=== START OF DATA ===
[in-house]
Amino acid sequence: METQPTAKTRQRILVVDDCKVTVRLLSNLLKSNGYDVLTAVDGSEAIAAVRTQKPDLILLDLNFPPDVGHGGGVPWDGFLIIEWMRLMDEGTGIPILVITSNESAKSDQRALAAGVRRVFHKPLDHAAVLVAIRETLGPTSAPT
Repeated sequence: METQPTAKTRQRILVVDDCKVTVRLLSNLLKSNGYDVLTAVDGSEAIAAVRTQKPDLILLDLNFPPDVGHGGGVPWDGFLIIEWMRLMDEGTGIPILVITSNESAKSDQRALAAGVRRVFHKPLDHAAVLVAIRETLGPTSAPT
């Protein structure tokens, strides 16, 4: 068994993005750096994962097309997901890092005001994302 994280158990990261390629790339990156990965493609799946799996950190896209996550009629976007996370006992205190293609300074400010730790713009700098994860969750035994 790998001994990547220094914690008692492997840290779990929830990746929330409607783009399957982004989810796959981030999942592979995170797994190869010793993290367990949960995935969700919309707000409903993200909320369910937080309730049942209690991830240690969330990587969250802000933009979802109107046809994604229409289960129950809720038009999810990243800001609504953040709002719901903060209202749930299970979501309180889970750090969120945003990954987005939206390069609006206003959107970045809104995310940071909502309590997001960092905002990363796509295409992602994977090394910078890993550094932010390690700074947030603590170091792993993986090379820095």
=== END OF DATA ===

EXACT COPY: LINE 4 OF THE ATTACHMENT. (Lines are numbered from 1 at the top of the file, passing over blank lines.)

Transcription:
């Protein structure tokens, strides 16, 4: 068994993005750096994962097309997901890092005001994302 994280158990990261390629790339990156990965493609799946799996950190896209996550009629976007996370006992205190293609300074400010730790713009700098994860969750035994 790998001994990547220094914690008692492997840290779990929830990746929330409607783009399957982004989810796959981030999942592979995170797994190869010793993290367990949960995935969700919309707000409903993200909320369910937080309730049942209690991830240690969330990587969250802000933009979802109107046809994604229409289960129950809720038009999810990243800001609504953040709002719901903060209202749930299970979501309180889970750090969120945003990954987005939206390069609006206003959107970045809104995310940071909502309590997001960092905002990363796509295409992602994977090394910078890993550094932010390690700074947030603590170091792993993986090379820095």